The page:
Echinacea – Physical Description

Echinacea is a genus of flower that is comprised of 10 species, and is in the Daisy Family of flowers.  These herbaceous flowers are native to North America and very beneficial to pollinators and birds.  Depending on the species they generally reach 3-4 feet tall (0.9-1.2 m) by 1-3’ wide (30-90 cm).  Echinaceas have daisy-like flowers that bloom for a long time in mid-summer to early Fall.  All species of Echinacea are perennial flowers that are hardy in USDA garden zones 3-8.  Multiple blooms will be on the top of tall stalks that all come from a central clump of green leaves that are large, long, and pointed.

The most common species is Echinacea Purpurea, also known as Purple Coneflower, and that is what I will use for my example of how to harvest Echinacea seeds.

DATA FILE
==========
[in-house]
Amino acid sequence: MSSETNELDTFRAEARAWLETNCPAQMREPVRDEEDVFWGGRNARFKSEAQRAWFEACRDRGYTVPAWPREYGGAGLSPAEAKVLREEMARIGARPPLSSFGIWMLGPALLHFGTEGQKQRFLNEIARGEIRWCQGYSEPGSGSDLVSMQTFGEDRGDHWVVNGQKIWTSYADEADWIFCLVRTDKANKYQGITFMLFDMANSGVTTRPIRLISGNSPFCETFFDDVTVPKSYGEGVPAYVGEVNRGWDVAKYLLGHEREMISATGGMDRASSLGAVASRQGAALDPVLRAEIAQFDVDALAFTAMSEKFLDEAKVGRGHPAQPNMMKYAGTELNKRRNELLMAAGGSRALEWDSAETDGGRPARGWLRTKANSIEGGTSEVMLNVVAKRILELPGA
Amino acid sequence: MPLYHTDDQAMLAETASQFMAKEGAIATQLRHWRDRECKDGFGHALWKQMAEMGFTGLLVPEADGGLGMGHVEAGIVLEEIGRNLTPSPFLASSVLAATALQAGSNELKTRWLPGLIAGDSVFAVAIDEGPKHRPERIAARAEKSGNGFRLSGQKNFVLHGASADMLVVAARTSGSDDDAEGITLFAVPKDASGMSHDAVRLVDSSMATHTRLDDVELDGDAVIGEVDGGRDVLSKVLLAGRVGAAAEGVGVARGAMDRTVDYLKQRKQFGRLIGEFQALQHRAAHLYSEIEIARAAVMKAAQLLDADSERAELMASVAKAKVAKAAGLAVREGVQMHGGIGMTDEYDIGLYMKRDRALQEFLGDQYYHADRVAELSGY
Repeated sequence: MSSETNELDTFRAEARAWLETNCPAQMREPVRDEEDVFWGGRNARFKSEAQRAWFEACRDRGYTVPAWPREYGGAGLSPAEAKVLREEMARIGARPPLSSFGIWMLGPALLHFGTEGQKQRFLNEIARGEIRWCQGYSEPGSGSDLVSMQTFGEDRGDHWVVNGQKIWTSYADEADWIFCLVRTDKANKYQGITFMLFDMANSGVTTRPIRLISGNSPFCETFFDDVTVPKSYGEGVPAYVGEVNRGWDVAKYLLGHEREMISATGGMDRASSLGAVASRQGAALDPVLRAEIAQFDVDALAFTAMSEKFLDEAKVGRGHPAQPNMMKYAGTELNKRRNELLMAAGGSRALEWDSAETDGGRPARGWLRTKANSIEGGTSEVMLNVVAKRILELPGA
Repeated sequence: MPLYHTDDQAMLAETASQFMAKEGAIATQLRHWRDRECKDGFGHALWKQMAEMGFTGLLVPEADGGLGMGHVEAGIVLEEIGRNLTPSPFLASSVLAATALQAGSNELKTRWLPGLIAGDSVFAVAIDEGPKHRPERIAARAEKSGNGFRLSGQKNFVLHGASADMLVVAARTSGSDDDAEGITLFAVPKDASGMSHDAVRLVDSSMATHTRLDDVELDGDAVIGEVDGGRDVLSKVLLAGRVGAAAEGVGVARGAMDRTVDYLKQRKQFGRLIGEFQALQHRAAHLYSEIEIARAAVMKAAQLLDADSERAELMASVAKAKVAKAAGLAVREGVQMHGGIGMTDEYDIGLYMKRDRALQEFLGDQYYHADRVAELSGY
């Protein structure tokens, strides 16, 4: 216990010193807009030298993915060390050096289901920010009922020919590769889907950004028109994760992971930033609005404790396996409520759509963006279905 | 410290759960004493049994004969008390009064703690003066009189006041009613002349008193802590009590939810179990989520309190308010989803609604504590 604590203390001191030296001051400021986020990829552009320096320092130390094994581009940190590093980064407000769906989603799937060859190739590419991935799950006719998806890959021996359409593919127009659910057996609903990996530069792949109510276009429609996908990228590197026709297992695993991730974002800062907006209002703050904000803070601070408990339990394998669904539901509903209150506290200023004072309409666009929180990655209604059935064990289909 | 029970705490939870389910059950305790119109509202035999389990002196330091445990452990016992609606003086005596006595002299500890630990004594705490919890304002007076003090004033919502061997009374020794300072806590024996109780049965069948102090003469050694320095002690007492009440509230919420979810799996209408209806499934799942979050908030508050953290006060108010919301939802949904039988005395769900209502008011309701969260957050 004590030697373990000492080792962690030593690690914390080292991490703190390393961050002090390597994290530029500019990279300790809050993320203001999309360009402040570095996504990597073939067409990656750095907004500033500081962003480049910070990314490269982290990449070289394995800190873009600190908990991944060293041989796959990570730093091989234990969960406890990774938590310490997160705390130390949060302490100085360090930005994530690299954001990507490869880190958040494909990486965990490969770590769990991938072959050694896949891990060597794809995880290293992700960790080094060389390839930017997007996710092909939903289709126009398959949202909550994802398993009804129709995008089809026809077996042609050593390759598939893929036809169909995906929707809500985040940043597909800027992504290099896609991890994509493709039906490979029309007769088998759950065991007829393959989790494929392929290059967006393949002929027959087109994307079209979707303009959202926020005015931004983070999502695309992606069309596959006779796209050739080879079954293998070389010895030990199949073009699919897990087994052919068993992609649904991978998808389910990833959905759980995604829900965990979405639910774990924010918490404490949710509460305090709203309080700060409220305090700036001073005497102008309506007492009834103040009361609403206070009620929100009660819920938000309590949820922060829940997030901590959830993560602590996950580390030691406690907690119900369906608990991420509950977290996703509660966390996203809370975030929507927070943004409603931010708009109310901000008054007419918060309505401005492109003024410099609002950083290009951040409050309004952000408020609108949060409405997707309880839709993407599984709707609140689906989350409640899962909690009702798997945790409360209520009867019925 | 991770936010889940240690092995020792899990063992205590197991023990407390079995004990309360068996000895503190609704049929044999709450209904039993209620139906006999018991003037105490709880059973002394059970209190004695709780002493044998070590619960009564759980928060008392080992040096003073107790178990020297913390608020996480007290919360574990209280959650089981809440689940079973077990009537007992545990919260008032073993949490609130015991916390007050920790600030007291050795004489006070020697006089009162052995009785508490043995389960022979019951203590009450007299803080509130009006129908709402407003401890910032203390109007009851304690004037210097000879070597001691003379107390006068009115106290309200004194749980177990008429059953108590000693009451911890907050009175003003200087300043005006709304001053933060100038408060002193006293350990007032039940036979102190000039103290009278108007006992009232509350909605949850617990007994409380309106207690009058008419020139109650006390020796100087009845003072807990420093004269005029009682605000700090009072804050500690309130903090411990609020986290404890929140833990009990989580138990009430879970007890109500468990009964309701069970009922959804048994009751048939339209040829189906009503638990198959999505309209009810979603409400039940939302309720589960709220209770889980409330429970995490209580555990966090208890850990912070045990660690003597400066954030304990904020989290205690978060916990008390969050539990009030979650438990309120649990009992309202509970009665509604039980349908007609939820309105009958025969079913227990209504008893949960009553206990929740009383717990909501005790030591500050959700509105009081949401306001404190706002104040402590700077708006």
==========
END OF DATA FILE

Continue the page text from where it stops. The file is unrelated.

==>Click here for more info on Purple Coneflower, Echinacea Purpurea. And click here for info on Pale Purple Coneflower, Echinacea Pallida.

And before you go…

You may want to check out our comprehensive guide on saving flower seeds!  I collect a lot of my seed from the wild, as that is the cheapest way to get seed.  It also ensures I am growing plants that are well adapted for my local ecosystem.  Check it out for some more tips!

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Joe Foster

Hi - I grew up outdoors in nature - hiking, fishing, hunting. In high school I got my first job at a garden center where I learned to garden and landscape. I've been growing plants from seed and designing native plant gardens for over six years. I hope to share some of my knowledge with you! Additionally I am a wood worker / DIY enthusiast. I enjoy designing/building projects (with hand tools when I can!). I hope to give you some tips and useful information!